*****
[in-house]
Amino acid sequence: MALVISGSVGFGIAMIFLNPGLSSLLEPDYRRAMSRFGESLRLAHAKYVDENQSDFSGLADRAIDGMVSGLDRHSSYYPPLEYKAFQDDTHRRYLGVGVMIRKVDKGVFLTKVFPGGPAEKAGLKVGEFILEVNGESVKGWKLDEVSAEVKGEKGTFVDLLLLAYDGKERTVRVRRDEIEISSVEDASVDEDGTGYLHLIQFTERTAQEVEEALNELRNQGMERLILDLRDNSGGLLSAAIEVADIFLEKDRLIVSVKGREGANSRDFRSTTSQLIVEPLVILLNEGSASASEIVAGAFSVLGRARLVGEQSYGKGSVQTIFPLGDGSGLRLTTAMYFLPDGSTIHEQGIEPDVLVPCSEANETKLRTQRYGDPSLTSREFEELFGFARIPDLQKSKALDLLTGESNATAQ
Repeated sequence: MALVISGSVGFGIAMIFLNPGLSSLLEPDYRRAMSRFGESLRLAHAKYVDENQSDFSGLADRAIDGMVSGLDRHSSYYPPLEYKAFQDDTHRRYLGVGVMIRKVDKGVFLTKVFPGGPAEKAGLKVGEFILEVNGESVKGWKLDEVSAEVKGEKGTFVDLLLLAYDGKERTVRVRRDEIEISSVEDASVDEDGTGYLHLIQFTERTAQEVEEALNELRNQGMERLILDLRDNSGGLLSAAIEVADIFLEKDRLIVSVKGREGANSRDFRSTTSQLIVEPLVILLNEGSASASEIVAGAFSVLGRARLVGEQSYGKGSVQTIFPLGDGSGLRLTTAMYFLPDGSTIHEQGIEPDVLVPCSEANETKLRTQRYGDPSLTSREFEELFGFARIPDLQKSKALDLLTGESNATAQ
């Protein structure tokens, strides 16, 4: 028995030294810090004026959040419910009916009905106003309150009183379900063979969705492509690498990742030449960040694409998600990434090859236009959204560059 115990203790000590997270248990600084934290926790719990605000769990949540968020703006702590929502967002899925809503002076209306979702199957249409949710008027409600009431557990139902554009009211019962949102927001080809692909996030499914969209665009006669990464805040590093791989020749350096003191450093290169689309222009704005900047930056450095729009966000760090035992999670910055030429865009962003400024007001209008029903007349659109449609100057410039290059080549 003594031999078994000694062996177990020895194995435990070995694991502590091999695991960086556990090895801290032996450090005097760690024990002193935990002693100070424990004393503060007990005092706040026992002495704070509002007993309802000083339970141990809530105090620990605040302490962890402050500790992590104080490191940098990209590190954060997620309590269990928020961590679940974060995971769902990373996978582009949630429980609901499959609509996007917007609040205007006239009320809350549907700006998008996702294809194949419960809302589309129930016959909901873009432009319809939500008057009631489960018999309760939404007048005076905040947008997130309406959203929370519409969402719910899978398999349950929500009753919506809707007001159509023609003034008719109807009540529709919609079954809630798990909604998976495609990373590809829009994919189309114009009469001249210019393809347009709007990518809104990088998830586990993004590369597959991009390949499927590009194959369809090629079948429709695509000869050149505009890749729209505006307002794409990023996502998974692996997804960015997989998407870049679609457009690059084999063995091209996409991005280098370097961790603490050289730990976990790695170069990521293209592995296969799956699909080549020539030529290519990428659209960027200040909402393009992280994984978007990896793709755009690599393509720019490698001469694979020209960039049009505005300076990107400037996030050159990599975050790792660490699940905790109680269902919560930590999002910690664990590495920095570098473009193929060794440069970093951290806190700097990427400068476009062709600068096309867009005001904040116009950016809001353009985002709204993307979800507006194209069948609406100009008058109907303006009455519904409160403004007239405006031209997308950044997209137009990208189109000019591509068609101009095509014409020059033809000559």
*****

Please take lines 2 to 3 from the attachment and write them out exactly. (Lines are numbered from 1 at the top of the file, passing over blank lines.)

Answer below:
Amino acid sequence: MALVISGSVGFGIAMIFLNPGLSSLLEPDYRRAMSRFGESLRLAHAKYVDENQSDFSGLADRAIDGMVSGLDRHSSYYPPLEYKAFQDDTHRRYLGVGVMIRKVDKGVFLTKVFPGGPAEKAGLKVGEFILEVNGESVKGWKLDEVSAEVKGEKGTFVDLLLLAYDGKERTVRVRRDEIEISSVEDASVDEDGTGYLHLIQFTERTAQEVEEALNELRNQGMERLILDLRDNSGGLLSAAIEVADIFLEKDRLIVSVKGREGANSRDFRSTTSQLIVEPLVILLNEGSASASEIVAGAFSVLGRARLVGEQSYGKGSVQTIFPLGDGSGLRLTTAMYFLPDGSTIHEQGIEPDVLVPCSEANETKLRTQRYGDPSLTSREFEELFGFARIPDLQKSKALDLLTGESNATAQ
Repeated sequence: MALVISGSVGFGIAMIFLNPGLSSLLEPDYRRAMSRFGESLRLAHAKYVDENQSDFSGLADRAIDGMVSGLDRHSSYYPPLEYKAFQDDTHRRYLGVGVMIRKVDKGVFLTKVFPGGPAEKAGLKVGEFILEVNGESVKGWKLDEVSAEVKGEKGTFVDLLLLAYDGKERTVRVRRDEIEISSVEDASVDEDGTGYLHLIQFTERTAQEVEEALNELRNQGMERLILDLRDNSGGLLSAAIEVADIFLEKDRLIVSVKGREGANSRDFRSTTSQLIVEPLVILLNEGSASASEIVAGAFSVLGRARLVGEQSYGKGSVQTIFPLGDGSGLRLTTAMYFLPDGSTIHEQGIEPDVLVPCSEANETKLRTQRYGDPSLTSREFEELFGFARIPDLQKSKALDLLTGESNATAQ